Laughing at Animals. Humor at the expense of animals
Speciesism and fiction
What is true for jokes at the expense of people, is just as true for jokes at the expense of other species, so-called speciesistic jokes. I am neither referring to mythical animals nor to completely stylized cartoon characters who have hardly anything in common with real animals like Daffy Duck and Bugs Bunny. In most (American) cartoons you can see that the 'animals' portrayed therein are not only ridiculous and dumb, but can also have smart, sympathetic and even endearing qualities. This has little or nothing to do with jokes at the expense of animals.
By speciesistic jokes, on the other hand, I am particularly referring to jokes about farm animals that point directly or indirectly at their exploitation. Like I said, this doesn't happen in most cartoons, yet I know of at least one striking exception, namely the series 'Cow and Chicken' broadcast by Cartoon Network. As the title suggests, this series is about a cow and a chicken who are brother and sister and about the children of a human couple, whose faces you never see. It is not entirely clear to me what the hidden meaning of this is, but it strengthens the caricatural aspects of the characters, as do, of course, their very impersonal names Cow and Chicken.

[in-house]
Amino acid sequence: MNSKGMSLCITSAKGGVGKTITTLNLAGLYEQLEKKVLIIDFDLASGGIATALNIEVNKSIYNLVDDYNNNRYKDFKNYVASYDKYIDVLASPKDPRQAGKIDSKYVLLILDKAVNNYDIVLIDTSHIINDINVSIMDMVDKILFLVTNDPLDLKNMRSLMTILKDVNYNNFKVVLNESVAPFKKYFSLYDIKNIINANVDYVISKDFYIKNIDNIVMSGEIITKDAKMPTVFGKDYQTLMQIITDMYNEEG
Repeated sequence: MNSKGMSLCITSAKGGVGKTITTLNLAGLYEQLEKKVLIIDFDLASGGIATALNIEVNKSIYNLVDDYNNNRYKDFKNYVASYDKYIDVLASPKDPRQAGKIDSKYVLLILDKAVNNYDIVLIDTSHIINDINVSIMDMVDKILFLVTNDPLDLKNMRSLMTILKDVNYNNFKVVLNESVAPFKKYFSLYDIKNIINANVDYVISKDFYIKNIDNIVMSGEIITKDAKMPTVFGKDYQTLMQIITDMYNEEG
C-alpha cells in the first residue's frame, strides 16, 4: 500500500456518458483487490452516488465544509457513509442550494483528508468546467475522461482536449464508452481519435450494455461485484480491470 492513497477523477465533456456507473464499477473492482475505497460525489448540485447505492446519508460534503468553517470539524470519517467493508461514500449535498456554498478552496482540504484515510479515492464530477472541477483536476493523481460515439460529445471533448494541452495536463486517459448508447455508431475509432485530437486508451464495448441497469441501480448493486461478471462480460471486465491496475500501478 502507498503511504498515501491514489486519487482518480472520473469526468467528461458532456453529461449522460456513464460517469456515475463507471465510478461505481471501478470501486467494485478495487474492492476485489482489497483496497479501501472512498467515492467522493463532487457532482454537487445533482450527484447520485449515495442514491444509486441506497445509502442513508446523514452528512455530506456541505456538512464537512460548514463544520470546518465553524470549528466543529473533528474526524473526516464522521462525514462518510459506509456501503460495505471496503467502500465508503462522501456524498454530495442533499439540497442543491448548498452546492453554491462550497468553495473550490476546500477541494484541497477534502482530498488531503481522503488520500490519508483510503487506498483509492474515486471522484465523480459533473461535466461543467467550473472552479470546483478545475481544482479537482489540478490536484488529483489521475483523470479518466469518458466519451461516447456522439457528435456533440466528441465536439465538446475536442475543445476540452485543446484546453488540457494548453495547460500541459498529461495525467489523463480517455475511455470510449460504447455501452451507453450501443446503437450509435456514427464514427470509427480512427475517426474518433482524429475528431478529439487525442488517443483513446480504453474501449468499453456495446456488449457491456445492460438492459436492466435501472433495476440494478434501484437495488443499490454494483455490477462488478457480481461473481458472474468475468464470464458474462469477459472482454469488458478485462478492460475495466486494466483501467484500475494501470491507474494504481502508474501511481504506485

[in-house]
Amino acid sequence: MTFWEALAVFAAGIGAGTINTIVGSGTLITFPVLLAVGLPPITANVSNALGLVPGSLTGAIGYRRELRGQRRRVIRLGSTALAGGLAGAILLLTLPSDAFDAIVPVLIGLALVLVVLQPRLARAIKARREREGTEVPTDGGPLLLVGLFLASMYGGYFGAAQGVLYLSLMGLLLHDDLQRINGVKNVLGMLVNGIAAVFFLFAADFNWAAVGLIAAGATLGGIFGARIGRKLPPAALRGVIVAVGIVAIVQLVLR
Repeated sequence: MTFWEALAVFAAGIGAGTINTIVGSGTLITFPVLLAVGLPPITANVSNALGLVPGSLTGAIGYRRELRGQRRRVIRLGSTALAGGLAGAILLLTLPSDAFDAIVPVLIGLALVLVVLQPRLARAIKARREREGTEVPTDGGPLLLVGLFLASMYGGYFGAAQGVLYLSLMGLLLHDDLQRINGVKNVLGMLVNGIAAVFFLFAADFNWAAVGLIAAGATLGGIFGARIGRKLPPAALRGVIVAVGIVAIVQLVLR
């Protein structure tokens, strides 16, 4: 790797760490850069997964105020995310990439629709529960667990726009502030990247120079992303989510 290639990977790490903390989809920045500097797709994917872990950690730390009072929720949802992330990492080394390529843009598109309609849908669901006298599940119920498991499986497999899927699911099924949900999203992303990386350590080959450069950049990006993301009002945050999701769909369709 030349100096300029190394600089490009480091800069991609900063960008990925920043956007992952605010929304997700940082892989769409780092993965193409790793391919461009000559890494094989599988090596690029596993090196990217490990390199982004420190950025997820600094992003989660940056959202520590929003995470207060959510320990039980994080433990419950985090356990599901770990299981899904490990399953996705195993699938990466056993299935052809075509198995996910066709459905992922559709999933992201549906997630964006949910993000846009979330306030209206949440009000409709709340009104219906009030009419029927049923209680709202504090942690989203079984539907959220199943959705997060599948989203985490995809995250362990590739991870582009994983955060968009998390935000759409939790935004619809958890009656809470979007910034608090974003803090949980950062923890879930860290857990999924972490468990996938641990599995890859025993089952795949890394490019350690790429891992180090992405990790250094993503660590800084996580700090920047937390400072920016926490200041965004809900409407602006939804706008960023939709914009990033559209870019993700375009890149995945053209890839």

This tekst was written by Titus Rivas and is the final part of a larger article (only available in Dutch) published in the quarterly magazine Healthy Idea! of the Dutch Society for Veganism of October 1999.
Speciesism is discrimination on the grounds of (animal) species.